Even the most precious children are capable of committing heinous crimes. And while parents may be willing to do nearly anything to protect their children, police do not have to allow parents to be present during an interrogation. The best thing a parent can do for a child facing a police investigation or criminal charges is to hire a qualified juvenile justice attorney.

In fact, when conducting certain investigations, such as those involving abuse, or neglect, by a parent, officers usually question a child privately to avoid parental coercion. While parents can tell their child to refuse to speak with police investigating a crime, refusing investigators from Child Protective Services might result in some serious consequences.

What are the constitutional rights of juveniles?

Children have the same protections as adults, and may even have more protection since their age makes them more vulnerable. Historically, courts have ruled that children are entitled to being Mirandized, and may even be entitled to an earlier and more detailed Miranda warning than adults.

But, apart from identifying themselves, children do not have to talk to police at all. The constitution provides them with the right to remain silent, and children also have the right to have an attorney present during questioning.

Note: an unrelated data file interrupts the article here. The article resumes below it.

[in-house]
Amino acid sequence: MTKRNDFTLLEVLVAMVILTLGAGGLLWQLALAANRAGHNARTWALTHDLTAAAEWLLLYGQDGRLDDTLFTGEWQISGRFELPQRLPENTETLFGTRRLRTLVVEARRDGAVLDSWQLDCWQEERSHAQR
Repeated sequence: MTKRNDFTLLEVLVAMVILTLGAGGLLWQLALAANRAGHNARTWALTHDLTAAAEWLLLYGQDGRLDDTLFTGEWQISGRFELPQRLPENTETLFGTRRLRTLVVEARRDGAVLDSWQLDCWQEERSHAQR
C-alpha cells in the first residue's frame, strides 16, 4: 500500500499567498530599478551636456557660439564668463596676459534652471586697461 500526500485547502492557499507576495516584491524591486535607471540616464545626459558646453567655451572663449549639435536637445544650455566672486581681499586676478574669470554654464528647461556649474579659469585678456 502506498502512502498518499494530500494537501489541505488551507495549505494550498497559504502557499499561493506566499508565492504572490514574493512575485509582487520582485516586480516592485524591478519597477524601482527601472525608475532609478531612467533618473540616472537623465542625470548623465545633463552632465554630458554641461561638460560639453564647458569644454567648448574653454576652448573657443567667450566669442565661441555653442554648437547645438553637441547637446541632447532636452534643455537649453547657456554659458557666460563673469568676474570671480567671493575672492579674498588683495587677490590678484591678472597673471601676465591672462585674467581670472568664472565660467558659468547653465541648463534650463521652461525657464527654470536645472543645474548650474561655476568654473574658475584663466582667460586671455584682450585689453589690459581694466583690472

Parental permission to speak with the police.

Parents often get upset when they learn that their child was questioned by police officers without their expressed permission. Juvenile justice varies from state to state, but most jurisdictions require parents be notified when a child is detained, and others will ask for parental consent before questioning a minor, even though doing so is not constitutionally required.

Typically, law enforcement officers will attempt to contact parents for the sake of health and safety, as there may be important information for officers to know about, such as a severe peanut allergy. Also, parents can unwittingly provide helpful information to officers.

Many older adolescents and teenagers may be more inclined to speak to officers if parents are not notified. It should be noted that officers are under no obligation to tell the truth concerning parental notification. Further, teens should understand that giving up your right to remain silent can be a very dangerous choice without consulting your own attorney.  A parent cannot represent their child in the criminal justice system.